Overlooking the sea at Bude, in Cornwall, stands an elegant little tower. It was first built in the 1830s, but after being battered by the elements it was rebuilt a little inland fifty years later. The erosion of the cliffs on which it stands means that the Storm Tower is again under threat, and it must once more be dismantled and moved to safety.
In the first decades of the 19th century Bude was developed as a resort, thanks largely to investment by Sir Thomas Dyke Acland, 10th Bart (1787-1871) of Killerton, who owned much of the land in the area. His favoured architect was George Wightwick (1802-1872), who would design a number of new buildings in the town, and by 1836 Bude was able to style itself the ‘fashionable Watering Place of the West’.
In 1835, when he was working on a new church at Bude Haven, Wightwick was asked to draw up plans for a more modest structure. The Storm Tower, known locally as the Pepperpot, was intended to fulfil three purposes. The principal of these was shipping safety, as vessels were all too frequently wrecked or endangered close to Bude. The tower provided a base for the coastguard, with one window directly aligned on the nearby Coastguard Station, and it also acted as a landmark for ships: when vessels were in danger, a flag was hoisted and tar barrels were set alight as a warning signal.
The tower also offered a haven to anyone caught in bad weather on the clifftop, and was a picturesque ornament to the coastal walks in the developing resort.
As is acknowledged on the design above, Wightwick drew his inspiration from the Tower of the Winds in Athens, and the octagonal tower had the eight principal points of the compass engraved into the appropriate faces. The cliff on which it stands was already known as Compass Point, which presumably inspired the architect’s design.
By 1881 the tower had to be ‘demolished in consequence of its dangerous condition’: frosts had caused the cliff to crumble and there were cracks in the tower. Sir Thomas came to the rescue and paid to have the tower rebuilt ‘on a spot as near as circumstances will permit to the original site’.
At this stage the tower ceased to be precisely orientated to the points of the compass, but instead it was positioned to maintain the important sightline to the Coastguard Station.
The Storm Tower became a well-known landmark, and even featured in fiction. The now largely forgotten novelist George MacDonald holidayed in Cornwall, and inspired by the dramatic coast he set his 1868 novel The Seaboard Parish (first serialised in the Sunday Magazine) in Bude. The Storm Tower is accurately described as ‘a small building standing square to the points of the compass, with little windows from which the coastguard could see along the coast’. In 1890 the tower appeared in a story by H. Fell in All the Year Round, the weekly journal ‘conducted’ by Charles Dickens. In the melodramatic His Little Maid, Olive, our young heroine (‘a fine lady’), gazes into the eyes of her lover (predictably, a ‘rough sailor chap’) as a storm obligingly rages around the tower.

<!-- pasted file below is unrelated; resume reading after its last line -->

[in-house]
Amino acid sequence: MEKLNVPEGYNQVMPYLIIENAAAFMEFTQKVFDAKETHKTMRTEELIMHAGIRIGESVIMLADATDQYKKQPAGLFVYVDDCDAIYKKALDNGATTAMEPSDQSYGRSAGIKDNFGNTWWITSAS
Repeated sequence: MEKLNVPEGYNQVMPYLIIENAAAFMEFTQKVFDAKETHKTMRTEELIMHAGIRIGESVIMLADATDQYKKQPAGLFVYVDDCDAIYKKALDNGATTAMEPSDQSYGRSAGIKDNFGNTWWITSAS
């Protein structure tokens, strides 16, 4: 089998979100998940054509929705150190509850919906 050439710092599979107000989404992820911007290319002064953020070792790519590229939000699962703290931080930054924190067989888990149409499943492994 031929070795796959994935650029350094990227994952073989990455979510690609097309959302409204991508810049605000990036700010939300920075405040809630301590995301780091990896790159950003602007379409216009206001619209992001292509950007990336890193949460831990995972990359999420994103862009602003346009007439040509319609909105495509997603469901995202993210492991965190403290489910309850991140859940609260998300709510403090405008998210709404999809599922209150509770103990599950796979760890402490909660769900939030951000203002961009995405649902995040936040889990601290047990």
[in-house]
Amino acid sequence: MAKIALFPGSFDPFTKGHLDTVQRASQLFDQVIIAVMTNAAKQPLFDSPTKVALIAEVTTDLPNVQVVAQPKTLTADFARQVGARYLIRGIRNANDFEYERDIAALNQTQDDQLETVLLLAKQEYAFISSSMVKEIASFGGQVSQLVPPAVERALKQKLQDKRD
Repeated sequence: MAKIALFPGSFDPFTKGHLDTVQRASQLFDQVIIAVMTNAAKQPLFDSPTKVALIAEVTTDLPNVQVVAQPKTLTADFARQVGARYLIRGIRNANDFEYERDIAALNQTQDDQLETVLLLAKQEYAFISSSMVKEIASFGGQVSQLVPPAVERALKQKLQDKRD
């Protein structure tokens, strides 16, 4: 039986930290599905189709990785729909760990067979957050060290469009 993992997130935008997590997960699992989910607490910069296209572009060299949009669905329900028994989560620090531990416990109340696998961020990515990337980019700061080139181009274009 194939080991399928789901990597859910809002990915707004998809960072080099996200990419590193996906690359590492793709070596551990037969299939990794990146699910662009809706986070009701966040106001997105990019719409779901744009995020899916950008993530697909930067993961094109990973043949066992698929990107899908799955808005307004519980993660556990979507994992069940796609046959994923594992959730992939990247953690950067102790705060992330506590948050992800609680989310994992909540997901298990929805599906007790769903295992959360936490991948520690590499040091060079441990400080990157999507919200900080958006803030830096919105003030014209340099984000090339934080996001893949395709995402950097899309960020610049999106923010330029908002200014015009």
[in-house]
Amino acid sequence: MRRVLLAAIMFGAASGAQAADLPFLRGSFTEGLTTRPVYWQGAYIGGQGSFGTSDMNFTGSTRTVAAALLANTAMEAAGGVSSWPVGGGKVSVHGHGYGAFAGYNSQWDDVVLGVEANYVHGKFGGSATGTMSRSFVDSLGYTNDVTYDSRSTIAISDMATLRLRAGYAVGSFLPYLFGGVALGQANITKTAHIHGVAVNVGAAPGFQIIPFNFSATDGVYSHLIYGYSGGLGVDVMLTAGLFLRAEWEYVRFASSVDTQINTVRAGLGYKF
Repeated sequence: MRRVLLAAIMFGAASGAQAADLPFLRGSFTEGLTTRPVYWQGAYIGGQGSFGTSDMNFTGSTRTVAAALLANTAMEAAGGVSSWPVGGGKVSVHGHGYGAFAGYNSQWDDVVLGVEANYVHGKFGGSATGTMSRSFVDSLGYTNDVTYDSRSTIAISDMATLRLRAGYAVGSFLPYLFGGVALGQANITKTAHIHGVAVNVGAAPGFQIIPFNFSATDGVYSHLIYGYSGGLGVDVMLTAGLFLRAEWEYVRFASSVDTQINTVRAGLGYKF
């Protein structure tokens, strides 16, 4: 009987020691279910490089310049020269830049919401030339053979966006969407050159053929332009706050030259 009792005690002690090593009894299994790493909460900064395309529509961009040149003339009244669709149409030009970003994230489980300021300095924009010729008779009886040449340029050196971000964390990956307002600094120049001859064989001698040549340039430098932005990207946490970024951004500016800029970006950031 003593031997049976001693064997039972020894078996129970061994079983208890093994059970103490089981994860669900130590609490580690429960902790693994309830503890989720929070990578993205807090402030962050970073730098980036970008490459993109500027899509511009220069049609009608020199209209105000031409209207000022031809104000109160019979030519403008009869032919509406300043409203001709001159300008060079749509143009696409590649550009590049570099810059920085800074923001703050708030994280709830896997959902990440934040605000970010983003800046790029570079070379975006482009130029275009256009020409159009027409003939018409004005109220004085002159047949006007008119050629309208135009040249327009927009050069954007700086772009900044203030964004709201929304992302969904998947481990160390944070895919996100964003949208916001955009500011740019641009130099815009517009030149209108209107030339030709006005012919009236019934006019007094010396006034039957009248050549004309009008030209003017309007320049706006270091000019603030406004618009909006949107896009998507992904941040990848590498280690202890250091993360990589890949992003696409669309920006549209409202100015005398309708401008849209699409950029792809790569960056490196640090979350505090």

In 2021 local newspapers reported that the Storm Tower was in grave danger, and that it was ‘to be moved inland before it vanishes into the sea’.
Funding was secured from the Heritage Lottery Fund and the local councils, but the strength of local pride in the tower is most apparent in the success of a crowdfunding campaign which raised around £60,000 in 56 days. Work to move the tower was scheduled to begin in March 2022, with Historic England and Historic Environment Planning satisfied with the proposals outlined in the planning application for ‘listed building consent to dismantle, relocate and rebuild a grade II listed structure’. Natural England, however, has asked for further information as, in their words, it is not currently ‘possible to ascertain that the proposal will not result in adverse effects on the integrity of the site in question’. Permission for work to begin can not be granted until Natural England are satisfied so, regretfully, Bude-Stratton Town Council has announced that work will be delayed until March 2023.
Update summer 2023: work has begun to move the tower. You can see a film of the start of the ongoing work here https://www.itv.com/news/westcountry/2023-05-09/historic-storm-tower-to-be-moved-brick-by-brick-to-stop-it-collapsing-into-sea
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